You wouldn't accept a safety feature like an airbag that inflated and then stopped you getting out the car if it was on-fire. Or a car door that was likely to automatically lock its self if you crashed...

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Possibly using ribs for powerboat training doesn't help that?
I'd bet these guys didn't train in a RIB.

Not many driving schools are teaching people in BMWs or Transit Vans... yet your licence lets you drive them.
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Old 10 October 2015, 08:22   #13
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In a nutshell 'experience', you can't buy it.



20 yrs of skiing on lakes taught him little when it came to leaving the harbour walls.



However, those of us here who think that we have salt water running through our veins, hopefully know who the boss is.

Yup Mother Nature
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Old 10 October 2015, 08:24   #14
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Anyway boys, off to the Fal Oyster Fest now to try to induce my shellfish allergy with many molluscs, washed down with a good glug of local ale.

Have a good afternoon.

Falmouth Oyster Festival | A celebration of Cornish Seafood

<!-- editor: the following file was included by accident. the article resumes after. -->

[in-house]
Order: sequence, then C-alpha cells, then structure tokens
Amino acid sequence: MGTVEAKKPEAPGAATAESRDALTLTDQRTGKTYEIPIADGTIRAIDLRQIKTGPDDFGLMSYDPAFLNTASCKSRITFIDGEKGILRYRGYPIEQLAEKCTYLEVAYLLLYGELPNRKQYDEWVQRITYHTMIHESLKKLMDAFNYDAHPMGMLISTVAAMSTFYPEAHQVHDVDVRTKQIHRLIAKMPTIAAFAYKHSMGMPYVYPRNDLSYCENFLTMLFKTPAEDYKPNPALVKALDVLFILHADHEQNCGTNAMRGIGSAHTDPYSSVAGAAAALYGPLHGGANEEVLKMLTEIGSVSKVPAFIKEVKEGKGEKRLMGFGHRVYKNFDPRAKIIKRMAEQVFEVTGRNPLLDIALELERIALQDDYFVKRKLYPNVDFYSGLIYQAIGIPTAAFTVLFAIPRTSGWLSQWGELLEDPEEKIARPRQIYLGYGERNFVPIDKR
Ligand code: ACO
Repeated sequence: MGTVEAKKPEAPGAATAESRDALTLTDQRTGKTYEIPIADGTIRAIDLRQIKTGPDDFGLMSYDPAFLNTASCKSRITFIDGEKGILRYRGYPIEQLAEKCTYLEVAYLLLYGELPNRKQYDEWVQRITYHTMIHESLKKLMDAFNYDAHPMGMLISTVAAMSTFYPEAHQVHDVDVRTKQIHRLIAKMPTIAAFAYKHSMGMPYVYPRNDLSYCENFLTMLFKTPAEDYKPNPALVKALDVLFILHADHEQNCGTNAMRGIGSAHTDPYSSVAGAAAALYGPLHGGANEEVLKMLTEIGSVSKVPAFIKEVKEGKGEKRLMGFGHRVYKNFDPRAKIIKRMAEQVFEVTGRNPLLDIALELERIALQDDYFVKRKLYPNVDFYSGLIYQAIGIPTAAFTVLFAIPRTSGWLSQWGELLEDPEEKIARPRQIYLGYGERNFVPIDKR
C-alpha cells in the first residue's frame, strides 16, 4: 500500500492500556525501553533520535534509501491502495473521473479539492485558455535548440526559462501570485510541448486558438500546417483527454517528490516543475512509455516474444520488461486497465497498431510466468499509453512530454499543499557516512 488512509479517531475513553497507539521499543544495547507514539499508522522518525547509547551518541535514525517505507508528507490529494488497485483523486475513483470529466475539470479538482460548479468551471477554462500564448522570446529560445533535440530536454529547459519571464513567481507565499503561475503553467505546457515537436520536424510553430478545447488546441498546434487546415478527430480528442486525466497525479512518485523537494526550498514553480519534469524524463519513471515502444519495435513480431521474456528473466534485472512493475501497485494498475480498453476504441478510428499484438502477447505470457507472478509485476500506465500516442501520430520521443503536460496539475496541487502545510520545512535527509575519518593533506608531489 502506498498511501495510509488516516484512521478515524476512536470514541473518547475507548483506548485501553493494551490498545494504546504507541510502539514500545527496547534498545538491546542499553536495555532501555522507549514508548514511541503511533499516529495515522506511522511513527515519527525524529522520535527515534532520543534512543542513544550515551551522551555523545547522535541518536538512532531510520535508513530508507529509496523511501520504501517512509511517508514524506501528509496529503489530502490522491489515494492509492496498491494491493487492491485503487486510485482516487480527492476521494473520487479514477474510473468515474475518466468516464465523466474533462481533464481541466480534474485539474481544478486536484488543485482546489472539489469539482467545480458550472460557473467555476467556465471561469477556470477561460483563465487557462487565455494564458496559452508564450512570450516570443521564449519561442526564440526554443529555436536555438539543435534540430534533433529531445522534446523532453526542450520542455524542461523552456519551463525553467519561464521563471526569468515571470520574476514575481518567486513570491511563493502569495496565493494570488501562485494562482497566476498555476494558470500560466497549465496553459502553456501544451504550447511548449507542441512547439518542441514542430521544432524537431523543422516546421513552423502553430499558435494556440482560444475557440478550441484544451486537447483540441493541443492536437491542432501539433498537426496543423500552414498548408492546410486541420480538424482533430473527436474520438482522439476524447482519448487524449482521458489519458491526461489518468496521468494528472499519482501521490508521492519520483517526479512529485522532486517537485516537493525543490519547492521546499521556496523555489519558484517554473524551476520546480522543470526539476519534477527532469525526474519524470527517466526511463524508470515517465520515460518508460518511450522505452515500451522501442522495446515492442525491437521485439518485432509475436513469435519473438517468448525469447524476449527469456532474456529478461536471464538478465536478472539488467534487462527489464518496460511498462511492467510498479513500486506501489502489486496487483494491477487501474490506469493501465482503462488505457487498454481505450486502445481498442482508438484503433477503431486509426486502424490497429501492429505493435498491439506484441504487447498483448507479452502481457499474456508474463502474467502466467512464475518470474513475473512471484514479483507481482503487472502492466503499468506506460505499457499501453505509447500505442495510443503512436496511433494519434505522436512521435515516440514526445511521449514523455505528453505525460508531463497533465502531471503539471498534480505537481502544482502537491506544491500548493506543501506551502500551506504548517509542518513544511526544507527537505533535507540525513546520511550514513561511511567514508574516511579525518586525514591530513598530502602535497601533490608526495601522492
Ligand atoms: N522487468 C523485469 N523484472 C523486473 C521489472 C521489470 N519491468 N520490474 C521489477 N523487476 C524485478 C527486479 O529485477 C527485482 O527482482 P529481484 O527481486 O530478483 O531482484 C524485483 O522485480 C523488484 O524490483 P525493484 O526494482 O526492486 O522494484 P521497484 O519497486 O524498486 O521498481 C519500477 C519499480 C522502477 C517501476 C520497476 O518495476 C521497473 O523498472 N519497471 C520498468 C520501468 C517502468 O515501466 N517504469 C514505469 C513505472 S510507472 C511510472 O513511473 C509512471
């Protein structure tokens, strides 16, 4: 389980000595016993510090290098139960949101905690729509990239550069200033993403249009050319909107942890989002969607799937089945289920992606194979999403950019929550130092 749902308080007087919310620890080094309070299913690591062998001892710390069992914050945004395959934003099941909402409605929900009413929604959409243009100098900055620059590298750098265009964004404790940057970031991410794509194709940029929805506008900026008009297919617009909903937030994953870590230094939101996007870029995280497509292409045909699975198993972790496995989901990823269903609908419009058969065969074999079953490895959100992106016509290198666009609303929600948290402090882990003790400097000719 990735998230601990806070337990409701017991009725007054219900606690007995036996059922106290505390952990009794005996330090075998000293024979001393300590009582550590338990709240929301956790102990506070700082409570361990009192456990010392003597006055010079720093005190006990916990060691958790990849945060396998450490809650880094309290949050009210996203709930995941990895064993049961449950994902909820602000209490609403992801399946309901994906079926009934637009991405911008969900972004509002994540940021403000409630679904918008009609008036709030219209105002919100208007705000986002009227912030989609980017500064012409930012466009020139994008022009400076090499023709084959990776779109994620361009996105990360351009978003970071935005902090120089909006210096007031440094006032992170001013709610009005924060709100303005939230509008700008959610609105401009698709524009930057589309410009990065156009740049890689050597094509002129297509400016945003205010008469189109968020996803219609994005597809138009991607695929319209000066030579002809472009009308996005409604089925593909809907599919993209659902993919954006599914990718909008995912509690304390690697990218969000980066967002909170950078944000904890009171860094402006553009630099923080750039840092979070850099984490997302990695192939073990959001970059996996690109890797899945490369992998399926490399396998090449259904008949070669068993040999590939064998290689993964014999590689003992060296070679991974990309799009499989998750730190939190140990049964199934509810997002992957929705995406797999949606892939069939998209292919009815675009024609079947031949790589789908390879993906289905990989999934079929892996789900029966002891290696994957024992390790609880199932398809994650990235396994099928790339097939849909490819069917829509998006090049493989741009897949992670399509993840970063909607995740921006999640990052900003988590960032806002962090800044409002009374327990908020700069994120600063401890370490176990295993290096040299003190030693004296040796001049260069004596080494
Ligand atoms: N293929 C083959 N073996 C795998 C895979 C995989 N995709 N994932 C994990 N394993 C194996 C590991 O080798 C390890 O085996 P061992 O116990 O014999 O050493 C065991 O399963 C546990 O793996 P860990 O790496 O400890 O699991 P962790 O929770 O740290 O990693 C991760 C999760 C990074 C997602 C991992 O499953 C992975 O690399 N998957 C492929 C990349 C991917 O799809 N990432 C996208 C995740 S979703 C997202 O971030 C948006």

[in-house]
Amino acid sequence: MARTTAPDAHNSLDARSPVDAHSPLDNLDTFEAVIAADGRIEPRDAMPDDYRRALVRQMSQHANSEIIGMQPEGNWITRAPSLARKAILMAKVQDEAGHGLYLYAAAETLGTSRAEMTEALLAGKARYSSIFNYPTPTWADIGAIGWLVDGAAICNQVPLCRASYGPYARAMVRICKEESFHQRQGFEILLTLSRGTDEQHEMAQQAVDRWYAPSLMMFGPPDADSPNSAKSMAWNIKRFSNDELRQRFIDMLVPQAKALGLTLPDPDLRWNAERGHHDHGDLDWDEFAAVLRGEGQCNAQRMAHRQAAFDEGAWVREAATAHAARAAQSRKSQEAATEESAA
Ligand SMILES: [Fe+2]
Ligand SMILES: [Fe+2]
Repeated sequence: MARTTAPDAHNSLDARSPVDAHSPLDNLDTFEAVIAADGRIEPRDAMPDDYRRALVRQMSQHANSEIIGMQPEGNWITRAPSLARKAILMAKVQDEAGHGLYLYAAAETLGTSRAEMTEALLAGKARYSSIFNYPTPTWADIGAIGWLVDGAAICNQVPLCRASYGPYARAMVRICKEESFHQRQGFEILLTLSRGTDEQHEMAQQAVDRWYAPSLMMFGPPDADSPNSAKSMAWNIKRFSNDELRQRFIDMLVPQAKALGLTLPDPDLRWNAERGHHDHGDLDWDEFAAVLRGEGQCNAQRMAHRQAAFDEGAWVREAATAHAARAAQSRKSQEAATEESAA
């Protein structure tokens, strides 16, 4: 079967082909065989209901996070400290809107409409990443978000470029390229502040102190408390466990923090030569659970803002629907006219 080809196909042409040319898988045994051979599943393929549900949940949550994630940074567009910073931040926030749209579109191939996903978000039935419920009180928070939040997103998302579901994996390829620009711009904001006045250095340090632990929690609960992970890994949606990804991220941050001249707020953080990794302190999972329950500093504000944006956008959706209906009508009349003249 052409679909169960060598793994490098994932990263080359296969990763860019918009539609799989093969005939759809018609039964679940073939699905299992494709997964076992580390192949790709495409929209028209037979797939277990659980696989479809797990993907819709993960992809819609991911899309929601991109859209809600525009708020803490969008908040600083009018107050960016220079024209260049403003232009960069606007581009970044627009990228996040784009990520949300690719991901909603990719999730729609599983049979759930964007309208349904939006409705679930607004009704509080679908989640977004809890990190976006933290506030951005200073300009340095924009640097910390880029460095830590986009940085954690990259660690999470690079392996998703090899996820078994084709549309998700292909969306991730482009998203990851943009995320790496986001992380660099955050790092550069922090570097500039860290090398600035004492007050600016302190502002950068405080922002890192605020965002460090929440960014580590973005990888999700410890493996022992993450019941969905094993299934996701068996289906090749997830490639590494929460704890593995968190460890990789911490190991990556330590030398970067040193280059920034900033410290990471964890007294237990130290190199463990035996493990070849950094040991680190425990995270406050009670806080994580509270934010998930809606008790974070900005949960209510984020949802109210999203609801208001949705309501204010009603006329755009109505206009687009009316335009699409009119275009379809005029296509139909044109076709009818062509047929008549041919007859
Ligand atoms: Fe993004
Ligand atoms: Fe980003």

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Old 10 October 2015, 08:51   #15
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I'm sure most of us have ventured out at one time or another only to find conditions are worse than we'd estimated.

Brixham is one of those places where an initial look from above the breakwater can be deceptive, and the harbour is so sheltered you don't see the sea state until you clear the harbour wall. I've stuck my nose out from Brixham once or twice to very quickly decide discretion is the better part of valour!

The onshore alarm was raised just c.4 minutes after the event, but without a radio it took 14 minutes for those involved to alert the authorities, by one of the jetskis returning to the slip. Had any of the 3 craft party had a handheld VHF help could have been summoned by them sooner - without one of the party leaving the scene.

Had any of the party been carrying a knife they just may have been able to cut the PFD strap free - they might not due to cold water shock, sea state etc but there would have been more of a chance.

The key thing after this type of event is surely for us to take on board the learnings so that we
a) don't get in the situation in the first place and /or
b) if we do we, we have the equipment to minimise the risks, and the ability to help ourselves and our crews as much as possible

As Mollers has said, the burden this incident will be with the families for ever. we surely want to make sure this does not happen to us or anyone else by learning from it.
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Old 17 July 2016, 04:38   #16
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I see this story and the parents campaign to "licence" boat use is currently the Daily Mail's header story...

Parents of Emily Gardner seek to bring about change in the law | Daily Mail Online

MAIB report here...